The Travels of a Journalist—67-We fly from Fargo to San Antonio, then drive to Big Bend National Park on a 9-day adventure of camping.
Posted on May 9th, 2011

By Shelton A. Gunaratne © 2011
Professor of mass communications emeritus at Minnesota State University Moorhead

 Having camped in almost every national park in the West and the Midwest, I turned next to the South. My attention focused on Big Bend National Park located in south Brewster County, Texas. The Big Bend NP encompasses approximately 324,220 hectares. The mammoth size of the park becomes clear when you realize that almost one-quarter of the 1,000 miles of Rio Grande/ River Bravo, which makes up the boundary between the United States and Mexico, flows through the Big Bend territory. Within the 118 twisting miles that also marks the southern boundary of the park, the river’s southeasterly flow turns abruptly to the northeast thereby forming the “big bend” of the Rio Grande. 

This geographical layout of Big Bend intrigued my family””‚daughter Carmel, 7; son Junius, 11; spouse Yoke-Sim; and me””‚so much that we decided to skip the rigors of early wintry weather in our neck of the woods in Fargo-Moorhead in late November 1991 to enjoy the warmer sunshine of southwestern Texas for at least nine days.

We left Fargo at 8 a.m. on a Saturday (23 Nov. 1991). Ariyaratna Wijetunga, a faculty colleague of mine, gave us a ride to the Fargo Airport, where we boarded the Northwest flight to Minneapolis. There, we took another Northwest flight to Memphis, Tenn. Then, we boarded yet another Northwest flight to San Antonio (pop. 1.33 million), the second largest city in Texas after Houston.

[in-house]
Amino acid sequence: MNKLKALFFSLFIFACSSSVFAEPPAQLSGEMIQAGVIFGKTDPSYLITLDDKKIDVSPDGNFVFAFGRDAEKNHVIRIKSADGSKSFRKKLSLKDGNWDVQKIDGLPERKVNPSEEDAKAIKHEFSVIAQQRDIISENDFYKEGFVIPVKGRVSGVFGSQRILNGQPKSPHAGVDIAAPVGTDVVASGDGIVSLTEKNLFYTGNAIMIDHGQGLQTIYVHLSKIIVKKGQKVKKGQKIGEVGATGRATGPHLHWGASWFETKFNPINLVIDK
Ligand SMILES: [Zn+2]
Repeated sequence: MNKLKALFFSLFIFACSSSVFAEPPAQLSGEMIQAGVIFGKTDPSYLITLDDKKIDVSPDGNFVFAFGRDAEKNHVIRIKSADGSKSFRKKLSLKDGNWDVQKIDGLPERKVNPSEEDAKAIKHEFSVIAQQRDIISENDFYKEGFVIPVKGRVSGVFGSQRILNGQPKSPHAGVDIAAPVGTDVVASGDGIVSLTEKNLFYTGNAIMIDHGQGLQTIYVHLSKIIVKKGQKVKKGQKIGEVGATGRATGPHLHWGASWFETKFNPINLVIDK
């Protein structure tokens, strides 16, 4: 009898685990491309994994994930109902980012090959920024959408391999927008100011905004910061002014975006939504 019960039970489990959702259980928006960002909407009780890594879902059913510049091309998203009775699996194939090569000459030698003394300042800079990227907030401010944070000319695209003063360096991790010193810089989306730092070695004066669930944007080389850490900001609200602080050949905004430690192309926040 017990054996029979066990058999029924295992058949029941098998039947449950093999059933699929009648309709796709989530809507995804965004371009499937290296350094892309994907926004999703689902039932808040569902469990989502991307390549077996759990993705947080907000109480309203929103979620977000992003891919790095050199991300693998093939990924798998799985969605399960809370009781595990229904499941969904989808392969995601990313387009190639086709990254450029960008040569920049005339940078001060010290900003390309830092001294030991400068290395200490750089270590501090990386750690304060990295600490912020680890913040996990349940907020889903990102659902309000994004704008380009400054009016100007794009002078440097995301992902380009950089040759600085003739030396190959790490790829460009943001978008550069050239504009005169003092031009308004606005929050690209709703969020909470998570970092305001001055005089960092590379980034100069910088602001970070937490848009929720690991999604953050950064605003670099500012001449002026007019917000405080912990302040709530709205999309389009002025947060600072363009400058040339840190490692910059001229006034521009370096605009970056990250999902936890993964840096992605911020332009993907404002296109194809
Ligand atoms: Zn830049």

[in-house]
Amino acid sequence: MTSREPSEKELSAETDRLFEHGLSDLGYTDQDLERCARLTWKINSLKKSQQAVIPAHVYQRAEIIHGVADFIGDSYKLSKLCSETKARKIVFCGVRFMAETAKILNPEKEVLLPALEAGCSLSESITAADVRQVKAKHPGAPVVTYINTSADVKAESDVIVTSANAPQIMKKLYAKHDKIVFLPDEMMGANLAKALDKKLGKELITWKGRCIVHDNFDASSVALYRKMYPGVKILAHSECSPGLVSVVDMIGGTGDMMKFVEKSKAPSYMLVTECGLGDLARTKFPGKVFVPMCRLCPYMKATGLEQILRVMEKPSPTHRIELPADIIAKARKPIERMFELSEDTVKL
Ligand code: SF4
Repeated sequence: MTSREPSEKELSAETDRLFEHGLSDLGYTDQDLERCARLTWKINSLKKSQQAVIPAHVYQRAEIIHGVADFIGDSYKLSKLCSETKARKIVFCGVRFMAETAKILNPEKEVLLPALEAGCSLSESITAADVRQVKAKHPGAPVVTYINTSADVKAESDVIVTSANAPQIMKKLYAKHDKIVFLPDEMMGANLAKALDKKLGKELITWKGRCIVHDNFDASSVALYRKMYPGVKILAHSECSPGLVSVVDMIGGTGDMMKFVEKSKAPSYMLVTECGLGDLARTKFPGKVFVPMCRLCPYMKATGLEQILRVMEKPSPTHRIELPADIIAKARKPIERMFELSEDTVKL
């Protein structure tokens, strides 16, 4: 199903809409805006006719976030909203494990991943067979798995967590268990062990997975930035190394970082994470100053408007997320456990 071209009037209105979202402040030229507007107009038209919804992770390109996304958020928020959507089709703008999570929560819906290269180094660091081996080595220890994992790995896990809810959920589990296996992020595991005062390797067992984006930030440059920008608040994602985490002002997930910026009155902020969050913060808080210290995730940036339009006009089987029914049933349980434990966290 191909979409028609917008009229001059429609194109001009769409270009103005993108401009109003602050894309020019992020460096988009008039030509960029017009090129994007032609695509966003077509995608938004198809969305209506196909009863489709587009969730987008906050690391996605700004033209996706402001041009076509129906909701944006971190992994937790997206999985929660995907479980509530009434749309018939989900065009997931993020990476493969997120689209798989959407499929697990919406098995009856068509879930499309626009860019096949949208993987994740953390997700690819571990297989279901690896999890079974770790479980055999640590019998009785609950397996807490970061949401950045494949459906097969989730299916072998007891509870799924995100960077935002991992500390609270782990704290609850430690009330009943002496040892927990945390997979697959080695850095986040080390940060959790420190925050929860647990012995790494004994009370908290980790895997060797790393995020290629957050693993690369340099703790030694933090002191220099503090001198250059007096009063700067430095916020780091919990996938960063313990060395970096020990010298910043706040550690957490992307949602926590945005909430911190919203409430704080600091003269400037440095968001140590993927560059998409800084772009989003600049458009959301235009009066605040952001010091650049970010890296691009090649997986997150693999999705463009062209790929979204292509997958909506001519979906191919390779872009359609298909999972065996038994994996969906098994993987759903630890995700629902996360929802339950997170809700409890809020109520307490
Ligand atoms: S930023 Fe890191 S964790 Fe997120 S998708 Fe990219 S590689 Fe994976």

Figure 1: Our tour route from San Antonio to Big Bend National Park (November 1991):A=San Antonio International Airport; B=Downtown San Antonio; C=Caverns of Sonora; D=Fort Lancaster on scenic highway 290; E=Fort Stockton; F=Marathon; G=Big Bend National Park Service Headquarters; H=Alpine; I=Study Butte-Terlingua; J=Lajitas.

On arrival in San Antonio at 5 p.m., we rented a Ford Taurus automatic from National® Car Rental. We used this vehicle as our storage and “home-away-from-home” for the duration of our entire trip. Next, we drove two miles southeast from the airport to Best Western Town House Motel (942 NE Loop 410) to check-in for our overnight stay in Room No. 66. After settling down, we drove a dozen or so miles south and west on New Braunfels Avenue to downtown to buy our food and other camping needs at a Handy Andy supermarket on West Commerce Street.

Sunday morning, we drove some 182 miles northwest on Interstate 10 to Sonora (pop. 3,008), the administrative seat of Sutton County. Our plan was to tour San Antonio after we finished the more exciting exploration of the Big Bend NP.

Because all four of us were cave buffs, we stopped to visit the Caverns of Sonora National Natural Landmark (1711 Private Road 4468), a star tourist attraction on this route, located eight miles west of Sonora. Wikipedia extols the landmark as “a world-class cave because of its stunning array of calcite [a carbonate mineral] crystal formations, especially helictites.” Having paid a total of $24 for admission, we were happy to join the11.30 a.m. tour of the caves, an exciting 1.5-hour experience that introduced us to an enormous variety of stalactites, the icicle-like elongated mineral formations that hang from the ceilings and sides of limestone caverns; stalagmites, the corresponding formations on the floor of the cavern; and helictites, which usually come out from cave walls horizontally and look like tangles of spaghetti. Jack Burch, a caver from Oklahoma, saw the cavern for the first time in 1956. It has been open to the public since July 1960.